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Keeping pets safe during winter weather

Though this winter started out on the mild side, we are now dealing with colder temperatures and anticipating frozen precipitation, both of which can adversely affect our pets.

Colder temperatures bring misery to short and thin-coated dogs, as well as elderly pets with arthritis or joint problems. These fragile animals benefit from wearing sweaters or coats, and owners are advised to supervise them and limit their time outdoors. These dogs also need to have their crates and beds off of cold floor surfaces and away from drafty areas. Colder temperatures force animals to burn more calories; therefore, meal portions might need to be increased. Veterinarians can advise owners regarding appropriate food intake levels.

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Lower temperatures often encourage cats and other small animals to seek a warm haven in parked vehicles. Before starting the engine, a driver should bang the sides of the vehicle, make loud noises or beep the horn to force any creatures out from under the hood or near the wheels.

Despite having furry coats, animals can suffer from frostbite. The vulnerable areas of their bodies are the paws, nose and ears. The color of frostbitten skin might change to reddish, white or gray, and the skin's surface might become scaly or sloughing. To treat frostbite, owners are advised to immediately remove all snow and ice from their pet's coat and paws and then bring the pet into a warm room. The frostbitten areas must be thawed slowly by applying warm, moist towels that are changed frequently. This procedure should be continued until the affected areas become flushed and then a veterinarian must be contacted immediately for the pet to be examined.

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Special precautions must be followed for dogs that live outdoors. According to the Carroll County Code of Ordinances, owners must take special precautions between Dec. 1 and March 15 and whenever the temperature is 35 degrees F or lower. A shelter must be provided that has weatherproof roofing, an entryway protected by a "self-closing or offset door or a flexible flap made of windproof material," a solid floor that is raised at least two inches off the ground to prevent moisture from getting in, and no metal interior surfaces. The shelter must face south or east so it is not in the way of prevailing winds. Nonabsorbent, dry bedding like straw or wood shavings should be placed inside as insulation. The shelter must be large enough for the dog to be able to stand up and turn around comfortably and also warm the interior if an artificial heat source is not available. In addition, ice-free fresh water must be provided for the dog and replaced at least twice a day in a bowl that cannot tip over.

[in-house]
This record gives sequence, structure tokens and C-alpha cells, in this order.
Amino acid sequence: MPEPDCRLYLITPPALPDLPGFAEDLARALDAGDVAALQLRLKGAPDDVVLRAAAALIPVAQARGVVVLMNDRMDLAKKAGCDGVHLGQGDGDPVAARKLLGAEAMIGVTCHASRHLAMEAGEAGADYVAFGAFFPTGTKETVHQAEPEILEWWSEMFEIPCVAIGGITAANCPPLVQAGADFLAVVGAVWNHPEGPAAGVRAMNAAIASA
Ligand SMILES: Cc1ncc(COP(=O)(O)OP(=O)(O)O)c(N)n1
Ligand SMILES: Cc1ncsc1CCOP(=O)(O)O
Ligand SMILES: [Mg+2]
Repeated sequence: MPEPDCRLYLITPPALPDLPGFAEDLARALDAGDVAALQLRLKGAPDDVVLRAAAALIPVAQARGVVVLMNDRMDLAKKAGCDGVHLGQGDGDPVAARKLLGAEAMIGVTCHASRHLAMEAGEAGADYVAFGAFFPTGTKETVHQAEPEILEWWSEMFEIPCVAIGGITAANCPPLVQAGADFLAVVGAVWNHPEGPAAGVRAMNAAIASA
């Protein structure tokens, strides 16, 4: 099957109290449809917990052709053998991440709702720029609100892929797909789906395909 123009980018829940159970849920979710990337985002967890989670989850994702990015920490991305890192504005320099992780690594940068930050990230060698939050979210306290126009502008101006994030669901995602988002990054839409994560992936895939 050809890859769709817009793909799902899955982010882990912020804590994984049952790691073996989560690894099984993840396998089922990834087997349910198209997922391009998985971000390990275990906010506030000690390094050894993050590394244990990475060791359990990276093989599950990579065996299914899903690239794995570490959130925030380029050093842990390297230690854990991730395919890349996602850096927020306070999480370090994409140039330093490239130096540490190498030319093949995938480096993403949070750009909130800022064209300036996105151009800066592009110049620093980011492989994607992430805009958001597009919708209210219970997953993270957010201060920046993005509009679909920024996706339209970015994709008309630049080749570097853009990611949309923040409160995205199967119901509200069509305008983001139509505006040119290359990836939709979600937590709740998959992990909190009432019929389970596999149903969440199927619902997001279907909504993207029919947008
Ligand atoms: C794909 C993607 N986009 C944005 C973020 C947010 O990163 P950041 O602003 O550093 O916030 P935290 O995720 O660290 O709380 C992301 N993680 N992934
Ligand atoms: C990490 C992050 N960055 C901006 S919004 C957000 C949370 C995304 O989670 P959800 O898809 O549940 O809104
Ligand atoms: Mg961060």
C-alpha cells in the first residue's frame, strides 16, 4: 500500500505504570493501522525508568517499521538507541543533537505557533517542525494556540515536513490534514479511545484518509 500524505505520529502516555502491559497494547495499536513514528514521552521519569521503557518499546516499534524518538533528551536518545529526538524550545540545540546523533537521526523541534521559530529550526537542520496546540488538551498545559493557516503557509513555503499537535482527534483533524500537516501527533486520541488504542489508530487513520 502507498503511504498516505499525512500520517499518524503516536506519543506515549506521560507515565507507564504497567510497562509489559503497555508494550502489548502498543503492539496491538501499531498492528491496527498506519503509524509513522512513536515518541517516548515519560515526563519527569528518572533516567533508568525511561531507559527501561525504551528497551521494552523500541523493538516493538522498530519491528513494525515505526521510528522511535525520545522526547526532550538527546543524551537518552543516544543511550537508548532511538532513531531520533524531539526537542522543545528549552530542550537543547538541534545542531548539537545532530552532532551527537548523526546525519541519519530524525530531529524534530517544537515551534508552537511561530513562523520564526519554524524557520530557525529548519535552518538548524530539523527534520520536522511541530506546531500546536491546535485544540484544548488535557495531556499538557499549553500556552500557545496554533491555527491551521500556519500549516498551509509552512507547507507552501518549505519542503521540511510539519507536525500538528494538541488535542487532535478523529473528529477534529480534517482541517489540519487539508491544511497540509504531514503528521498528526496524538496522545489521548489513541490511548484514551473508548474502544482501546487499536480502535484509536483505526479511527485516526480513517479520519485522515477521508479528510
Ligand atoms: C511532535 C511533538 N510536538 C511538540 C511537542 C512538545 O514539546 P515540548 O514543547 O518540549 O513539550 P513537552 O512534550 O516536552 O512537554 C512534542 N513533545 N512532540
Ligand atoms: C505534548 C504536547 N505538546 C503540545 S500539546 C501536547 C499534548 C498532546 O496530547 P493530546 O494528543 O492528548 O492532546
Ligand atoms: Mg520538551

Food, of course must be provided regularly and the condition of outdoor pets must be checked frequently. Considerate owners bring outdoor pets indoors when the temperatures plummet.

The ordinance states that owners should provide a dog shelter with a weatherproof roof, a "self-closing door, an offset outer door, or a flexible flap made of windproof material," dry bedding to provide insulation, and fresh water without ice at least twice a day in a receptacle that cannot tip over. If no artificial heat source is provided, the structure must also be small enough for dogs to warm the enclosure's interior and maintain his or her body heat, but large enough to move around in comfortably. The condition of all outdoor pets must be checked frequently. Considerate owners bring outdoor pets indoors when the temperatures plummet.

Frozen precipitation presents many hazards for animals. Pets moving through deep snow or on icy surfaces might develop torn muscles, bone fractures and head injuries. Drifting snow might reach or surpass the height of fencing so dogs could easily escape from their property. To prevent this from occurring, owners are advised to dig a trench within the perimeter of fenced areas where drifting has occurred, check the trenches periodically and re-dig if additional drifting occurs. For dog owners whose property is enclosed by an electric fencing system, the battery in the dog's collar might need to be replaced. Water-loving dogs need to be walked on leash to prevent them from jumping into frozen or partially frozen ponds and lakes. A playful plunge could sadly result in the loss of a beloved pet.

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Ice and snow melting products often contain chemicals that can irritate paw pads and could be ingested when licked. Booties for dogs could be worn — if tolerated — and offer protection, or owners should immediately rinse all paws on dogs and cats to remove any residue when they re-enter the house. Owners are advised to stock up on and use pet-safe ice melting products. Frozen precipitation might discourage some dogs from relieving themselves outdoors. Frequent shoveling and applying pet-safe ice melt on patios and sidewalks might serve as a solution.

The sweet scent of anti-freeze is attractive to dogs and, if even a small amount is licked, can cause kidney failure, damage to the central nervous system and death. Any anti-freeze leaks must be cleaned up immediately if dogs are to be allowed into garages or carports. A vet must be contacted promptly if a dog is suspected of ingesting anti-freeze.

By being aware of winter's hazards and taking proactive measures, we may prevent our pets from harm during this challenging season.

Iris Katz writes for the Life&Times section once a month.

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